Satra to set up working group on sustainability -- a key future aspect
Kettering, UK -- "China remains the most dominant footwear exporter by far, but the business environment has changed. Other Asian economies are becoming more competitive. Before the recession it was significantly easier to run a successful business. However, the rapid growth rates driven by Western companies' sourcing strategies experienced in the early part of the 21st century are no longer sustainable," said Satra chief executive officer, Austin Simmons.
As result, Simmons added, Chinese companies "will increasingly find themselves under pressure from competitors. If they are to counter the new business environment of higher labour and material costs, skilled labour shortages, increased legislation and significantly increased competition, they need to look at efficiency improvements," the Satra ceo continued.
Simmons was speaking after a recent meeting with manufacturers in China, where he is chairman of the Satra China Advisory Board. His comments on the changing face of manufacturing competition in South East Asia will form the basis of future industry workshops. Satra itself is a UK-based consultancy and research group with specific expertise in the footwear and allied sectors.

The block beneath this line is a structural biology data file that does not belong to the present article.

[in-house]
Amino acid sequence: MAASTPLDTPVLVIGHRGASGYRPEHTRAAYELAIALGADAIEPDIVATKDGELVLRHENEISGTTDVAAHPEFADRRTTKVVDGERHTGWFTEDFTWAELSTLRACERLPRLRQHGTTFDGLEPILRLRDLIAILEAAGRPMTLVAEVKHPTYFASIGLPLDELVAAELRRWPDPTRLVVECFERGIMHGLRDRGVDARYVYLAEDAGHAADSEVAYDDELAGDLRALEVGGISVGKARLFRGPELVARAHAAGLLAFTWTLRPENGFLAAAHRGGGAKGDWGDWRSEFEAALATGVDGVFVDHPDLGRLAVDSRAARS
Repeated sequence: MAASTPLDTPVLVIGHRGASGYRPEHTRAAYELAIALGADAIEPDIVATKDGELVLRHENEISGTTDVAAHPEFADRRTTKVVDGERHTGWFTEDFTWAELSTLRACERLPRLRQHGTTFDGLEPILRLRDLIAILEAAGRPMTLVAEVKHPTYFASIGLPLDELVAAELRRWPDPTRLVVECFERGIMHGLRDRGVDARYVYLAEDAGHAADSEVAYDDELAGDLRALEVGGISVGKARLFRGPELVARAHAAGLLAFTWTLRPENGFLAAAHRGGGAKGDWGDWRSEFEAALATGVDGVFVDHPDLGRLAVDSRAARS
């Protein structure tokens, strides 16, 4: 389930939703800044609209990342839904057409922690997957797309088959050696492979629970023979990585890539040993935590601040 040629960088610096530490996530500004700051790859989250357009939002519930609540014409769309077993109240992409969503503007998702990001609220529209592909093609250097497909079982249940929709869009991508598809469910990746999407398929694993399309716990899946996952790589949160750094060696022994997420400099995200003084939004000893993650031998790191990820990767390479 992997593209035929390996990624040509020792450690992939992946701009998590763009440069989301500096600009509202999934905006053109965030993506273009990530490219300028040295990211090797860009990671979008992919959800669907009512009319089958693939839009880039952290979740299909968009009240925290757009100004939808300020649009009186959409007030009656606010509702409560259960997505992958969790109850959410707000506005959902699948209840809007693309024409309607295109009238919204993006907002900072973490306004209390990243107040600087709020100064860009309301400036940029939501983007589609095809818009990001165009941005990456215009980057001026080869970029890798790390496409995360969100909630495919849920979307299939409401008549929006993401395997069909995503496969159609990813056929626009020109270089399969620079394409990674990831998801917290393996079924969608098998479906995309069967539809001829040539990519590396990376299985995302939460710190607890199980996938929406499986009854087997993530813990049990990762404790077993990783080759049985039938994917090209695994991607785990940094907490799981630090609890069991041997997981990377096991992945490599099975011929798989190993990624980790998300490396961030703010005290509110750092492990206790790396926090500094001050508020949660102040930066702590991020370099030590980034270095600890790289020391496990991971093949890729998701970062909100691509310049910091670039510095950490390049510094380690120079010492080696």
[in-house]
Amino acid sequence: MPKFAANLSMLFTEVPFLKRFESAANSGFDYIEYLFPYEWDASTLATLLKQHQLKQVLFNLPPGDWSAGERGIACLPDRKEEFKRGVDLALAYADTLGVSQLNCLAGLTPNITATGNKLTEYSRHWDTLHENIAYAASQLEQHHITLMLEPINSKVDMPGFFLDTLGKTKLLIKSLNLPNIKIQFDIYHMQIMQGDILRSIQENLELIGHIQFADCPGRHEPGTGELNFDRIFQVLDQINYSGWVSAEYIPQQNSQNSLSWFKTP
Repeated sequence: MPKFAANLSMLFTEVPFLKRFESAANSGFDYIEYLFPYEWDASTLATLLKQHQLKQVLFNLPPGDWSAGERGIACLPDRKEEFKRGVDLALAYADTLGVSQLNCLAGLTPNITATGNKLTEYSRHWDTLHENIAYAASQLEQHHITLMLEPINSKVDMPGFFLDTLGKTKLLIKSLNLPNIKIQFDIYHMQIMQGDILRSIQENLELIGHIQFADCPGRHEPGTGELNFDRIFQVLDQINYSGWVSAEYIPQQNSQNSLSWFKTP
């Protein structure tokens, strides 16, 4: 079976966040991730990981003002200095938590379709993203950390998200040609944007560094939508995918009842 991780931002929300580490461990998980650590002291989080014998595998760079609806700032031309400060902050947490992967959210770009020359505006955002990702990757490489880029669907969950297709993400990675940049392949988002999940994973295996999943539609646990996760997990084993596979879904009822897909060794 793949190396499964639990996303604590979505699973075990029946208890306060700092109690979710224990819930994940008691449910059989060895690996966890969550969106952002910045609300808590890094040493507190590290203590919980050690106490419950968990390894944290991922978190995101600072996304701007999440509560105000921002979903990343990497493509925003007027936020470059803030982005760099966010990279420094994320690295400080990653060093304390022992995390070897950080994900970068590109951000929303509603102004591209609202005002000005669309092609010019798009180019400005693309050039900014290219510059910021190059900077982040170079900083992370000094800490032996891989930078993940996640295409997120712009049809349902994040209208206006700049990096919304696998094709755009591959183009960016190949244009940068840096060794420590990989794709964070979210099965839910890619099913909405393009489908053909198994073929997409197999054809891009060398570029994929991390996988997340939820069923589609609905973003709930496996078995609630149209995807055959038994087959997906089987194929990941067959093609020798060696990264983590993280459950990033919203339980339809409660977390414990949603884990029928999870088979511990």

"Business confidence is increasing and we appear to be coming out of the recession, albeit slowly in some sectors," said Simmons. … "many factories are busy producing footwear again for Western markets," but report stiff competition, rising costs and thin profit margins.
Simmons noted that Chinese footwear manufacturers are looking at lean manufacturing and improving productivity, reducing materials waste and energy consumption. "As well as making good commercial sense, such reduction sends out a positive message that the products produced have less impact on the environment," he commented.
The environmental issue, including climate change, is growing in importance so that companies producing more 'sustainable' products will be favoured by customers in future.
Proving environmental credentials is a tricky issue, and Satra is developing a Sustainable Product/Production scheme which outlines environmental impact through energy and material usage, presence of chemicals, emissions during manufacture and end-of-life disposal, the group added.
Discussions on an industry working group began on 16th June at Satra's Technology Centre in the UK. Topics included carbon footprint of shoes, waste, emissions and exposure to chemicals. The next generation of production efficiency systems for product manufacture was also outlined.
Satra is inviting any company in the product supply chain that has an interest in achieving sustainability, and all consumers who would like to express their thoughts about the environmental impact of the products they buy, to participate in Satra's People Products Planet initiative at www.peopleproductsplanet.com